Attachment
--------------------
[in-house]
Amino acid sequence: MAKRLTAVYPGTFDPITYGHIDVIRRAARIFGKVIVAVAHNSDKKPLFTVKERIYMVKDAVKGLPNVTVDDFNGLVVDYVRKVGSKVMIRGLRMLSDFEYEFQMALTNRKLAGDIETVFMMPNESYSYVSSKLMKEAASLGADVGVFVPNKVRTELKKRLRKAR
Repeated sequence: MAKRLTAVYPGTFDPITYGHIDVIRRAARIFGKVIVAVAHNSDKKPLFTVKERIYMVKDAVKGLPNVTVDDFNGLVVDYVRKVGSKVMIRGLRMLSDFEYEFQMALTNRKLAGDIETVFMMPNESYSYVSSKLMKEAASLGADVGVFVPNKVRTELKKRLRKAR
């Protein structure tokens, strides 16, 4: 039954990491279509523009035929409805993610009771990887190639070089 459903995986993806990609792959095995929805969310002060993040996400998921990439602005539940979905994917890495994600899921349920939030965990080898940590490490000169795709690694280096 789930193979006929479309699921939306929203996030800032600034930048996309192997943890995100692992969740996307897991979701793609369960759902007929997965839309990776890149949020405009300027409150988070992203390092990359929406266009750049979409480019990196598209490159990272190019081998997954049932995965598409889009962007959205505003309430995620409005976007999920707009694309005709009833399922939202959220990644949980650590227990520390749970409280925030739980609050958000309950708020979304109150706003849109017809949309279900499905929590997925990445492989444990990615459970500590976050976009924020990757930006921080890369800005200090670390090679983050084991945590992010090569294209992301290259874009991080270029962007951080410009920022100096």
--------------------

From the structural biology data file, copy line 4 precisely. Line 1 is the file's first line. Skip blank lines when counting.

């Protein structure tokens, strides 16, 4: 039954990491279509523009035929409805993610009771990887190639070089 459903995986993806990609792959095995929805969310002060993040996400998921990439602005539940979905994917890495994600899921349920939030965990080898940590490490000169795709690694280096 789930193979006929479309699921939306929203996030800032600034930048996309192997943890995100692992969740996307897991979701793609369960759902007929997965839309990776890149949020405009300027409150988070992203390092990359929406266009750049979409480019990196598209490159990272190019081998997954049932995965598409889009962007959205505003309430995620409005976007999920707009694309005709009833399922939202959220990644949980650590227990520390749970409280925030739980609050958000309950708020979304109150706003849109017809949309279900499905929590997925990445492989444990990615459970500590976050976009924020990757930006921080890369800005200090670390090679983050084991945590992010090569294209992301290259874009991080270029962007951080410009920022100096």